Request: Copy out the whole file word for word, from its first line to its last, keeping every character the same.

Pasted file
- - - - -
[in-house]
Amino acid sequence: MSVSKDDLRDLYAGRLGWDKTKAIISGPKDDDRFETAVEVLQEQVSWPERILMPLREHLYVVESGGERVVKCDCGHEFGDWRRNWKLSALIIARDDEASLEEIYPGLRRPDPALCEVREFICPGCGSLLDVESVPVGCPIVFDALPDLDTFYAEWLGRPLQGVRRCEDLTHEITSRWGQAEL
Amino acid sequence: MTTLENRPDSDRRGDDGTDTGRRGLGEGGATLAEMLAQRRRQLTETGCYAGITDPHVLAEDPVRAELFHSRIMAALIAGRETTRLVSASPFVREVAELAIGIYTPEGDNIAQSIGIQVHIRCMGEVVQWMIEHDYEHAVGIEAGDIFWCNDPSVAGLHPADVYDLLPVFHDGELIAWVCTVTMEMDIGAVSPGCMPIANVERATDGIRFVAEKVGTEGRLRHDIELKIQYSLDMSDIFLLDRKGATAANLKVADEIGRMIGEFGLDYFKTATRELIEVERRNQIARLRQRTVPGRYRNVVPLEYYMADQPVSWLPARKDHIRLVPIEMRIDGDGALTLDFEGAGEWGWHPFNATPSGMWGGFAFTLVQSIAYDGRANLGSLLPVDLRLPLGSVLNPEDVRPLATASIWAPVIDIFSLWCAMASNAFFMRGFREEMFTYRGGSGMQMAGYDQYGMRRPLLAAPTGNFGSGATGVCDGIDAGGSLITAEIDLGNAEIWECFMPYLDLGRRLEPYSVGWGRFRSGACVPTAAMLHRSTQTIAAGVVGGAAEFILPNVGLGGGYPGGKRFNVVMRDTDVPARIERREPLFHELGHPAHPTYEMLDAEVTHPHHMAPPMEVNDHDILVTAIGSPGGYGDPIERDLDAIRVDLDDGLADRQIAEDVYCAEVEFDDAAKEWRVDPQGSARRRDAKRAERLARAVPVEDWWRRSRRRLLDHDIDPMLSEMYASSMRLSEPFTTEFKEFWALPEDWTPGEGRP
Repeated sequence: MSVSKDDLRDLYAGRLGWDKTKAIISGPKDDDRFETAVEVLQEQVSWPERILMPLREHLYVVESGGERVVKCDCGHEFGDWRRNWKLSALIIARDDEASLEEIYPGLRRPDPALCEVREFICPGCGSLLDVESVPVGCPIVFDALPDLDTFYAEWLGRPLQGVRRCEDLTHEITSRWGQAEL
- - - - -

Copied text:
[in-house]
Amino acid sequence: MSVSKDDLRDLYAGRLGWDKTKAIISGPKDDDRFETAVEVLQEQVSWPERILMPLREHLYVVESGGERVVKCDCGHEFGDWRRNWKLSALIIARDDEASLEEIYPGLRRPDPALCEVREFICPGCGSLLDVESVPVGCPIVFDALPDLDTFYAEWLGRPLQGVRRCEDLTHEITSRWGQAEL
Amino acid sequence: MTTLENRPDSDRRGDDGTDTGRRGLGEGGATLAEMLAQRRRQLTETGCYAGITDPHVLAEDPVRAELFHSRIMAALIAGRETTRLVSASPFVREVAELAIGIYTPEGDNIAQSIGIQVHIRCMGEVVQWMIEHDYEHAVGIEAGDIFWCNDPSVAGLHPADVYDLLPVFHDGELIAWVCTVTMEMDIGAVSPGCMPIANVERATDGIRFVAEKVGTEGRLRHDIELKIQYSLDMSDIFLLDRKGATAANLKVADEIGRMIGEFGLDYFKTATRELIEVERRNQIARLRQRTVPGRYRNVVPLEYYMADQPVSWLPARKDHIRLVPIEMRIDGDGALTLDFEGAGEWGWHPFNATPSGMWGGFAFTLVQSIAYDGRANLGSLLPVDLRLPLGSVLNPEDVRPLATASIWAPVIDIFSLWCAMASNAFFMRGFREEMFTYRGGSGMQMAGYDQYGMRRPLLAAPTGNFGSGATGVCDGIDAGGSLITAEIDLGNAEIWECFMPYLDLGRRLEPYSVGWGRFRSGACVPTAAMLHRSTQTIAAGVVGGAAEFILPNVGLGGGYPGGKRFNVVMRDTDVPARIERREPLFHELGHPAHPTYEMLDAEVTHPHHMAPPMEVNDHDILVTAIGSPGGYGDPIERDLDAIRVDLDDGLADRQIAEDVYCAEVEFDDAAKEWRVDPQGSARRRDAKRAERLARAVPVEDWWRRSRRRLLDHDIDPMLSEMYASSMRLSEPFTTEFKEFWALPEDWTPGEGRP
Repeated sequence: MSVSKDDLRDLYAGRLGWDKTKAIISGPKDDDRFETAVEVLQEQVSWPERILMPLREHLYVVESGGERVVKCDCGHEFGDWRRNWKLSALIIARDDEASLEEIYPGLRRPDPALCEVREFICPGCGSLLDVESVPVGCPIVFDALPDLDTFYAEWLGRPLQGVRRCEDLTHEITSRWGQAEL